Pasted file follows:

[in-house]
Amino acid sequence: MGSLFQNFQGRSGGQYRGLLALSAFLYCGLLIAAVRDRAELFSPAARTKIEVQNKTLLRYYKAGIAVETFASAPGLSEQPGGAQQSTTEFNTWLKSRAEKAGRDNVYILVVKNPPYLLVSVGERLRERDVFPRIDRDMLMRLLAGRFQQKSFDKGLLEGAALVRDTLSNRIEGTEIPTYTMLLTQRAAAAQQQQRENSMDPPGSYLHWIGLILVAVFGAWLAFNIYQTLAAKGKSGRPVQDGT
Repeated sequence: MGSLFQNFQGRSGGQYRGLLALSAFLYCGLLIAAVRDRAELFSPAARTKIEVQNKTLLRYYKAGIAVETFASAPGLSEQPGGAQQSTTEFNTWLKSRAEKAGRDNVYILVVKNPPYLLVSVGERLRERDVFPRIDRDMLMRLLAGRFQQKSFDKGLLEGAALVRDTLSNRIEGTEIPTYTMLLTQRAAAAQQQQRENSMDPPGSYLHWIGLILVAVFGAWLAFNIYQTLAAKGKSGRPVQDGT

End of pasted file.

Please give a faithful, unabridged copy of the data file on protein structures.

[in-house]
Amino acid sequence: MGSLFQNFQGRSGGQYRGLLALSAFLYCGLLIAAVRDRAELFSPAARTKIEVQNKTLLRYYKAGIAVETFASAPGLSEQPGGAQQSTTEFNTWLKSRAEKAGRDNVYILVVKNPPYLLVSVGERLRERDVFPRIDRDMLMRLLAGRFQQKSFDKGLLEGAALVRDTLSNRIEGTEIPTYTMLLTQRAAAAQQQQRENSMDPPGSYLHWIGLILVAVFGAWLAFNIYQTLAAKGKSGRPVQDGT
Repeated sequence: MGSLFQNFQGRSGGQYRGLLALSAFLYCGLLIAAVRDRAELFSPAARTKIEVQNKTLLRYYKAGIAVETFASAPGLSEQPGGAQQSTTEFNTWLKSRAEKAGRDNVYILVVKNPPYLLVSVGERLRERDVFPRIDRDMLMRLLAGRFQQKSFDKGLLEGAALVRDTLSNRIEGTEIPTYTMLLTQRAAAAQQQQRENSMDPPGSYLHWIGLILVAVFGAWLAFNIYQTLAAKGKSGRPVQDGT